KARACHI, Aug 9: The State Bank of Pakistan will convert its old building on I. I. Chundrigar Road to a museum where some of the most prized works of Sadequain, after having been restored, will be put on display.
This was announced by State Bank governor Dr Ishrat Hussain, at the launch of a 648-page book Sadequain: The Holy Sinner 1954-1987 on the lawn of the Mohatta Palace Museum on Saturday evening.
Sadequain (1930-1987) was one of the most original artists of his time. Controversial and prolific, his remarkable career spanned three decades and witnessed a feverish flurry of creativity that resulted in several thousand paintings, etchings and drawings — not to mention his giant murals which adorn the walls of important institutions in South Asia and the West. Perhaps the most honoured Pakistan artist of his era, he was a recipient of the Laureate Biennale de Paris, in addition to the highest national awards in his homeland. Even during his lifetime, his paintings were exhibited at major art venues across the world.
The SBP governor said that the reason why the old building of the State Bank was being converted to a museum was that it would enable the young and budding artists of the country to have free access to the works of Sadequain.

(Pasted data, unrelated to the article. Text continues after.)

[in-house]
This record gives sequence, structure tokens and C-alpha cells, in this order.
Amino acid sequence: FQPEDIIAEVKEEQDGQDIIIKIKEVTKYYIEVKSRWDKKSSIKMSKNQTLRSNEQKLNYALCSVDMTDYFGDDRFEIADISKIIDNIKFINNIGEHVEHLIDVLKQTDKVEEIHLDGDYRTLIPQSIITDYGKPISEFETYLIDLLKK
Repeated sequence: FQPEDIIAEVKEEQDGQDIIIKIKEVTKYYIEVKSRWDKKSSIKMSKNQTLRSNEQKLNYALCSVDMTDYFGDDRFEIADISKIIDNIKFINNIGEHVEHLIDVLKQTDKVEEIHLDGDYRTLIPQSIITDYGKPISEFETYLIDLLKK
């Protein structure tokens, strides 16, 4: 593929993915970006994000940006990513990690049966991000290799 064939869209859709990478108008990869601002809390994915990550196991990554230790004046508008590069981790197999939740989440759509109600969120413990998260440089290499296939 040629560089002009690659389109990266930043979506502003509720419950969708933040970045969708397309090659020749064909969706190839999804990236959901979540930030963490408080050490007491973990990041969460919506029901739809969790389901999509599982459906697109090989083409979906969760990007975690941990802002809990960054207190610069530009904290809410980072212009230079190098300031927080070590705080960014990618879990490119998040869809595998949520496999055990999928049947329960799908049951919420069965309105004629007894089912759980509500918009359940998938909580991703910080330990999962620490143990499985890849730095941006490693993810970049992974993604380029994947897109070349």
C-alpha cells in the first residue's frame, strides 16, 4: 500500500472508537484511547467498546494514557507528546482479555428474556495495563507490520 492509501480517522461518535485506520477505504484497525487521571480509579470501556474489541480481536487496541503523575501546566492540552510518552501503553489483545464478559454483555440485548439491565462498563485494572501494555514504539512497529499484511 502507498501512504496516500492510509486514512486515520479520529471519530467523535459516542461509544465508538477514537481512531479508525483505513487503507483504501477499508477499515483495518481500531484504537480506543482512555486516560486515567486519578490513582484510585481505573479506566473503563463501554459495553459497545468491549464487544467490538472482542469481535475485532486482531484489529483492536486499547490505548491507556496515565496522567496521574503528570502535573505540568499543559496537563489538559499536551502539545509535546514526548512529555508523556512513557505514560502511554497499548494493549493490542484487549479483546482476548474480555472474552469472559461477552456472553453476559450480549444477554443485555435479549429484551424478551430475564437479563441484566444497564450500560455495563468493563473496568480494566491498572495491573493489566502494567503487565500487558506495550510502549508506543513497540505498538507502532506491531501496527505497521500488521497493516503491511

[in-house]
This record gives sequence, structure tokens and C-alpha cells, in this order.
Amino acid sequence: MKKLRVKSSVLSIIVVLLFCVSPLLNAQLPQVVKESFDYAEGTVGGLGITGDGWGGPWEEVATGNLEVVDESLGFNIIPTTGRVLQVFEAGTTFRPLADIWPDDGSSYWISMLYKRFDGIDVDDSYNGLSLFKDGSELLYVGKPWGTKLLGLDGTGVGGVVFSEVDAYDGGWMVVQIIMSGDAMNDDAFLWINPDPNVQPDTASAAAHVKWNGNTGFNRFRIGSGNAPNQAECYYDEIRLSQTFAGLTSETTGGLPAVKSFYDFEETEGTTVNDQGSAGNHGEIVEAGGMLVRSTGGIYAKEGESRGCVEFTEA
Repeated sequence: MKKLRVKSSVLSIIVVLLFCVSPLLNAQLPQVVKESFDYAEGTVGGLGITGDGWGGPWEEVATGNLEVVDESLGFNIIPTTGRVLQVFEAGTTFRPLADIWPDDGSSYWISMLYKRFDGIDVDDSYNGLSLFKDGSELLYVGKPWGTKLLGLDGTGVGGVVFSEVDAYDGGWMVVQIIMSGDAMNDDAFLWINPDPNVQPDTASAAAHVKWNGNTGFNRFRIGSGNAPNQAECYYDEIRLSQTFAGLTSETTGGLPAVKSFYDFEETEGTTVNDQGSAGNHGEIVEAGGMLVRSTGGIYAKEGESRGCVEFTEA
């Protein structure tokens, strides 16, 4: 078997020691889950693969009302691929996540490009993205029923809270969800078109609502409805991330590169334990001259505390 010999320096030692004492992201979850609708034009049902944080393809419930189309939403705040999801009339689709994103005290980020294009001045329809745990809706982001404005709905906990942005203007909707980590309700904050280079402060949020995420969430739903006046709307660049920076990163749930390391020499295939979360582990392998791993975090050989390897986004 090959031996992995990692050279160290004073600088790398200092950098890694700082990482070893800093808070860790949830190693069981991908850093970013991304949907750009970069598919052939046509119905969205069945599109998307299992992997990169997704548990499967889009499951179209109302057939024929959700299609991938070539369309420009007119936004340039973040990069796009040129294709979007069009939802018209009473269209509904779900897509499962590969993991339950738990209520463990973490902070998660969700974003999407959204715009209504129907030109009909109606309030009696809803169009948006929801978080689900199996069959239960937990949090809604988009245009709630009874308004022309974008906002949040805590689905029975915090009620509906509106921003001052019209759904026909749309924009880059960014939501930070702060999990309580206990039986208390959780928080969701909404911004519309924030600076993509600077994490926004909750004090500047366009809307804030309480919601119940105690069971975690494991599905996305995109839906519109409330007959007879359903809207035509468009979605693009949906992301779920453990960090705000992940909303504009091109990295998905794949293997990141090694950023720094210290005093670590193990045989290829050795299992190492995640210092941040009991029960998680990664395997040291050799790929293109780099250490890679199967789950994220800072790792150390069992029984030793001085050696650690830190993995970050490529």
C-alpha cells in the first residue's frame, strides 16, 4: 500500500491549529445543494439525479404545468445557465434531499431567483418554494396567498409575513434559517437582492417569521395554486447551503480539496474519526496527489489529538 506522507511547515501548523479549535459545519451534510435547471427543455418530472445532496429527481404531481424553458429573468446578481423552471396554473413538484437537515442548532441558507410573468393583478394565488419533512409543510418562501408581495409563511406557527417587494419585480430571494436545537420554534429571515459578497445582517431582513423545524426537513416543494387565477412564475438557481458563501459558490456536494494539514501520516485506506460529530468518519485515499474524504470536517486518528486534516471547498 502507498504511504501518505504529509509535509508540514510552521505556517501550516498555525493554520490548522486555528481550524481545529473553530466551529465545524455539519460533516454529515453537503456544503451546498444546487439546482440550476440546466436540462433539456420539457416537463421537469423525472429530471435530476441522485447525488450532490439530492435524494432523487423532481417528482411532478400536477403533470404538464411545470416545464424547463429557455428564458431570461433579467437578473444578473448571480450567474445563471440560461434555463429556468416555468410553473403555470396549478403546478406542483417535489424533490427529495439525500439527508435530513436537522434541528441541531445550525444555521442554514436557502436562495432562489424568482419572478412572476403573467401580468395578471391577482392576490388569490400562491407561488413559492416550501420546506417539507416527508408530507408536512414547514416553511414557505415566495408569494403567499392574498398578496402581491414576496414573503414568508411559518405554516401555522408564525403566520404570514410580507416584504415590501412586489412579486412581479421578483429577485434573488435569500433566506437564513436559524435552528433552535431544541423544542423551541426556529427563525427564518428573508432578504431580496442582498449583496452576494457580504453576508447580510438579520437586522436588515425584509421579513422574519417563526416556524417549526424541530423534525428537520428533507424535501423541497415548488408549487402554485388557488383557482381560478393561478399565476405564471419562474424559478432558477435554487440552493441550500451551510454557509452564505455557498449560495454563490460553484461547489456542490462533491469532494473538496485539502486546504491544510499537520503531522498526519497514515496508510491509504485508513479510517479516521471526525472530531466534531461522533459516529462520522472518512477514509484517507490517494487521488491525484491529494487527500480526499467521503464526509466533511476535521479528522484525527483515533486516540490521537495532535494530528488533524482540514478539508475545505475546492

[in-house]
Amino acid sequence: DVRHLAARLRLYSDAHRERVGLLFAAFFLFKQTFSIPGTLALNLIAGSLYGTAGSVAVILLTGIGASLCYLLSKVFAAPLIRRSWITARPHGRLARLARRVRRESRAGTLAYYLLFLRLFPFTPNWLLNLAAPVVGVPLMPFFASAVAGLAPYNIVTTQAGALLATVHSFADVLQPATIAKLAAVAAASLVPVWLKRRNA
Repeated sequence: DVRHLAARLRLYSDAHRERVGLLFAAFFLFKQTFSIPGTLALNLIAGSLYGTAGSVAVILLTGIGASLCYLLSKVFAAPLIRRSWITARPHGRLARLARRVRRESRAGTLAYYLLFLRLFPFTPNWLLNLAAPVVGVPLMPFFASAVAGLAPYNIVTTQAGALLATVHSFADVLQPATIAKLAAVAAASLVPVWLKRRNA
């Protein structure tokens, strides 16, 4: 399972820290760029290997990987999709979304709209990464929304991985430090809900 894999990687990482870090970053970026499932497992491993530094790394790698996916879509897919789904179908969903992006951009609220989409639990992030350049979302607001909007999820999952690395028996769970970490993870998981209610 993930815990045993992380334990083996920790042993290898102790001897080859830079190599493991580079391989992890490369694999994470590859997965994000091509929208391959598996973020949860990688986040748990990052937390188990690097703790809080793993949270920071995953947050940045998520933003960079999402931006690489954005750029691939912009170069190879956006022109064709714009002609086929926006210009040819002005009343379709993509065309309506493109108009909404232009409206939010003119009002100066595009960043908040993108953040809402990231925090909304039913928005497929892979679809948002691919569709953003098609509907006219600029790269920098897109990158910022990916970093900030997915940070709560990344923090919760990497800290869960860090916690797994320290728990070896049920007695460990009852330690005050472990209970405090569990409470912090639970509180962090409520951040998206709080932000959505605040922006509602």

He observed that the it was the responsibility of Pakistanis to enrich the cultural heritage which had been passed on to them by their forefathers.
He said that he had decided to put the murals of the State Bank on display at the Mohatta Palace Museum in the teeth of opposition on the condition that special visits of schoolchildren would be arranged.
He paid tribute to the untiring efforts of the editors who had put the book together. He also appreciated the efforts by those who had organized the exhibition Sadequain: The Holy Sinner 1954 - 1987.
The largest-attended and longest-running exhibition in the history of Pakistani art — The Holy Sinner: Sadequain — came to an end at the Mohatta Palace Museum on Jan 19, 2003.
The exhibition, featuring more than 200 non-calligraphic works of the artist, got under way in the 16 rooms of the Mohatta Palace Museum on Feb 28, 2002. The organizers of the exhibition said that more than 85,000 art lovers, as well as 160 schools, had come to see Sadequain’s works, whose commercial worth, at a conservative guess, was around Rs500 million. They said that they had to extend the exhibition for one more week on overwhelming public demand during which more than 10,000 people had visited the Mohatta Palace Museum. Salima Hashmi and Hameed Haroon were the co-curators of the exhibition.
Mr Haroon spoke about those who had played an important role in making the exhibition possible and putting the book together on a voluntary basis. He named them one by one and appreciated their efforts. He also talked about the book, which reproduces some 400 of Sadequain’s important creations, supported by an anthology of critical commentaries by the artist’s contemporaries and friends.
He added that a film was being prepared on the life and works of Sadequain. Shooting for the film, he added, had been completed and it was in the production stage. He said that four documentaries on Sadequain would also be prepared.